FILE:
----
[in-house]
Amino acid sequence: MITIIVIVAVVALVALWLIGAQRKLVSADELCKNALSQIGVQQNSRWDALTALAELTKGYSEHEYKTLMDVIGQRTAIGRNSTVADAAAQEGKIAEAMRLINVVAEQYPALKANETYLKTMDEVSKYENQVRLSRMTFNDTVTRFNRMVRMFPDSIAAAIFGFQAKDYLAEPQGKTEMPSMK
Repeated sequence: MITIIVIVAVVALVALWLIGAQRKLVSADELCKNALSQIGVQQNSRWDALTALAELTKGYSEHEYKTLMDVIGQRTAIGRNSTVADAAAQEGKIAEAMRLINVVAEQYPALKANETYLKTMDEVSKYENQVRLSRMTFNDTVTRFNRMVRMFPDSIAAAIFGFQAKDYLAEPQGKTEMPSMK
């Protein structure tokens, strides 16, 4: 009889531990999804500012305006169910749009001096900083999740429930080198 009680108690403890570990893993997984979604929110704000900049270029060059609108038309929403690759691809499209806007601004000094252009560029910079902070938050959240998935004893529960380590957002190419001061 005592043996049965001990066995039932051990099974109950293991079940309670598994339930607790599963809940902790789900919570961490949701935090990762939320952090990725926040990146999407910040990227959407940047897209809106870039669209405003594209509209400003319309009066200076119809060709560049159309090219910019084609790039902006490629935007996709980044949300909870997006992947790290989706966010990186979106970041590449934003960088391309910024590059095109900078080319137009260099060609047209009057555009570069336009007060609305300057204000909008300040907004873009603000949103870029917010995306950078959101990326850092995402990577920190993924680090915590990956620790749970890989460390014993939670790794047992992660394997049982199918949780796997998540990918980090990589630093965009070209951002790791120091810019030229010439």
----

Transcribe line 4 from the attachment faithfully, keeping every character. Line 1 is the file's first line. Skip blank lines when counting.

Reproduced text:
């Protein structure tokens, strides 16, 4: 009889531990999804500012305006169910749009001096900083999740429930080198 009680108690403890570990893993997984979604929110704000900049270029060059609108038309929403690759691809499209806007601004000094252009560029910079902070938050959240998935004893529960380590957002190419001061 005592043996049965001990066995039932051990099974109950293991079940309670598994339930607790599963809940902790789900919570961490949701935090990762939320952090990725926040990146999407910040990227959407940047897209809106870039669209405003594209509209400003319309009066200076119809060709560049159309090219910019084609790039902006490629935007996709980044949300909870997006992947790290989706966010990186979106970041590449934003960088391309910024590059095109900078080319137009260099060609047209009057555009570069336009007060609305300057204000909008300040907004873009603000949103870029917010995306950078959101990326850092995402990577920190993924680090915590990956620790749970890989460390014993939670790794047992992660394997049982199918949780796997998540990918980090990589630093965009070209951002790791120091810019030229010439």